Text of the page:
PhotoJonathan Cabral, Visiting Lecturer in Public Policy Graduate Studies Program

Jonathan Cabral is a manager in the Planning, Research & Evaluation Department at the Connecticut Housing Finance Authority where he regularly conducts research, as well as manages a variety of relationships and programs with nonprofit organizations. Prior to joining the Authority, Jonathan worked as a Compliance Officer at Webster Bank specializing in the Community Reinvestment Act. He also sits on a number of nonprofit boards and City of Hartford commissions including its Zoning Board of Appeals.

Jonathan is a certified planner and holds a BA in International Studies and an MA in Public Policy from Trinity College. He is currently a PhD student of Geography, studying urban planning and policy at Birkbeck, University of London.

PhotoStefanie Chambers, John R. Reitemeyer Term Professor of Political Science

John R. Reitemeyer Term Professor of Political ScienceProfessor Chambers has developed a personal teaching philosophy that emphasizes academic rigor, the development of critical thinking and writing skills, engagement with the Hartford community, and that places a priority on issues of diversity.  As a teacher, she seeks to provide her students not only with the basic information related to her courses, but also with the skills and theoretical knowledge necessary to analyze and draw out the implications of the course content in a real world context.  Chambers’ courses challenge students to approach political issues with an analytical and critical eye, to keep an open mind about new ideas and concepts, and to become involved with local organizations and their projects.  In her 100 level courses she helps her student master information, comprehend course materials, and begin developing their analytic skills.  In her upper division courses she guides her students as their analytic skills become more sophisticated.  Chambers’ goal is to prepare each student for graduate level education.  As a professor of political science, she believes it is her role to guide students in a manner that will help them realize their unique potential as informed citizens in a democratic society.

PhotoMary Dudas, Senior Lecturer in Political Science

Senior Lecturer in Political ScienceMary Dudas began her study of politics as undergraduate and quickly fell in love with American Politics, Law, and Political Theory.  She earned her MA in political Science at the New School for Social Research with her thesis on Machiavelli and Nietzsche and a PhD from the University of Washington with a dissertation on Augustan Era writing about emerging commercial society, the reconfiguration of gender relationships, and empire.  She has two young boys and spends her weekend driving them to hockey games.Her pedagogy reflects the primary goal of educating students to be critical and engaged citizens. Her aim is for students to learn how to understand and evaluate the political events and political institutions that affect their lives.  Her hope that the understanding that they gain in college will encourage them to be critical and engaged citizens throughout their lives.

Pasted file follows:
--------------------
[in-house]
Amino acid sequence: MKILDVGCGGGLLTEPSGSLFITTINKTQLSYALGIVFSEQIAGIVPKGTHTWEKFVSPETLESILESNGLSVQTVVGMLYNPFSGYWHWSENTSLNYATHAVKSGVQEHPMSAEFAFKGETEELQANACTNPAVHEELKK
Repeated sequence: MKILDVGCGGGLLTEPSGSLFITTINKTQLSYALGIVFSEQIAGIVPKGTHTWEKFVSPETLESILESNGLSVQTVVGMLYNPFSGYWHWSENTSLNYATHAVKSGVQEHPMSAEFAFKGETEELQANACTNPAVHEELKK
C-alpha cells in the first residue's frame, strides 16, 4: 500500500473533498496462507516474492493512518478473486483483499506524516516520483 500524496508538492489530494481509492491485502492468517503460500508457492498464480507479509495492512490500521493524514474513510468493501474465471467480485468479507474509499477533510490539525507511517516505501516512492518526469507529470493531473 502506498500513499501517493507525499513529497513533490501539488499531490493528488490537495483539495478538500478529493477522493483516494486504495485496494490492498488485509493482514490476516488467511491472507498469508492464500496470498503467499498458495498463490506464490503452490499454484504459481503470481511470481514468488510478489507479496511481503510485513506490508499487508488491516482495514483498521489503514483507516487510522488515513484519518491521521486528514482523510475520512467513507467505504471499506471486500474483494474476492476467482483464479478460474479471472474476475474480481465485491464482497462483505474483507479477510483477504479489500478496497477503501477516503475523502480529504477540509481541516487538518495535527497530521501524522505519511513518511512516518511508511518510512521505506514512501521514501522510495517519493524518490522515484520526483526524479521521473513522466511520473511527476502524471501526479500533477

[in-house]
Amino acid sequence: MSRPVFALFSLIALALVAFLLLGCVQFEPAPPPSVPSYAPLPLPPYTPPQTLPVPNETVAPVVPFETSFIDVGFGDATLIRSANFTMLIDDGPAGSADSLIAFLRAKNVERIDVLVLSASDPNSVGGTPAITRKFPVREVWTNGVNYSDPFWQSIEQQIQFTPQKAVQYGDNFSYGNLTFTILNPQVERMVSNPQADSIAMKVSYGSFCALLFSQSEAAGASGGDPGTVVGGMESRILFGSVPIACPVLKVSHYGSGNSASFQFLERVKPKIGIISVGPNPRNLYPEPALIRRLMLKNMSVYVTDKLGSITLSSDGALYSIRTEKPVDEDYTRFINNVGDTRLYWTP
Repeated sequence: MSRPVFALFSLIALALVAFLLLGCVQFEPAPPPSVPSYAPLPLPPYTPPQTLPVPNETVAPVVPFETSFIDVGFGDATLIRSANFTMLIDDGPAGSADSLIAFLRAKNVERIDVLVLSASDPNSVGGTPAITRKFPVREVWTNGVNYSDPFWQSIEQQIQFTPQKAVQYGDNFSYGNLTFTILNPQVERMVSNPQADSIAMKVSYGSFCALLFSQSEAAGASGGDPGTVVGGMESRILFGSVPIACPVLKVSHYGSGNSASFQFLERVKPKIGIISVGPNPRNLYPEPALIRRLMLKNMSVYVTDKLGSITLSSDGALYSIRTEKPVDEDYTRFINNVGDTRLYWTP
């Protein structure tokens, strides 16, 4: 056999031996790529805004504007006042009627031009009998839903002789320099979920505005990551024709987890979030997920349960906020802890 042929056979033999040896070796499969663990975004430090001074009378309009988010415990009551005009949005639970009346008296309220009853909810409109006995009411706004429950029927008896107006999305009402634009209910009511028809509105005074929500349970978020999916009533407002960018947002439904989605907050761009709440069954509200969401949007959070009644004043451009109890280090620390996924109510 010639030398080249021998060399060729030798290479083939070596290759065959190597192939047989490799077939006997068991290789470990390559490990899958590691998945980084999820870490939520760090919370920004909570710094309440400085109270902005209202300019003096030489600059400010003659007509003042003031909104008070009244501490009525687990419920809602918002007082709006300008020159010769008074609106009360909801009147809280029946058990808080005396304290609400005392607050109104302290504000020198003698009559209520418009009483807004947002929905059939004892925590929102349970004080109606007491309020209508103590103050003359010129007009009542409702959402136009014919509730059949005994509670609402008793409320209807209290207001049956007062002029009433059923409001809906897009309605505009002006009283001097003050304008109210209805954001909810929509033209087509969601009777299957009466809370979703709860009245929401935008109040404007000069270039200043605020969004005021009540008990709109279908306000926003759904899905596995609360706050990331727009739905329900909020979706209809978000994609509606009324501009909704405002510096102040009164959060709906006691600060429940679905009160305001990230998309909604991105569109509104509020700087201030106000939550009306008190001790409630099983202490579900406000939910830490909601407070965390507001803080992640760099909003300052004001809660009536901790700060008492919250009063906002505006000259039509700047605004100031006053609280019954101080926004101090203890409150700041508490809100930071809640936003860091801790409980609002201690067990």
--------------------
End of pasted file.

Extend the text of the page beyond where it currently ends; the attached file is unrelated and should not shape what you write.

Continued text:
PhotoCandace Fitzpatrick, Visiting Assistant Professor of Public Policy

Candace Fitzpatrick is a Visiting Assistant Professor in the College’s graduate program in Public Policy.  Professor Fitzpatrick is also affiliated with the University of Connecticut’s Department of Public Policy, having both managed federal, state, and local public policy research projects and taught graduate classes in Not-for-Profit Leadership and Management during her tenure.  She began her public service career in 1994 with her election to the Simsbury, CT Board of Selectmen; she later served for 12 years as an elected member of Simsbury’s Board of Finance.  As an elected official, Fitzpatrick led the creation of Simsbury’s first Open Space policy, which has helped enable the preservation of substantial farm and woodlot acreage in the community over the past two decades.

Professor Fitzpatrick began her career as a Registered Nurse in acute care settings in hospitals in New York, NY and Washington, DC.

Sean Fitzpatrick, Professor of the Practice in Public Policy and Urban Studies and Director of Public Policy Graduate Studies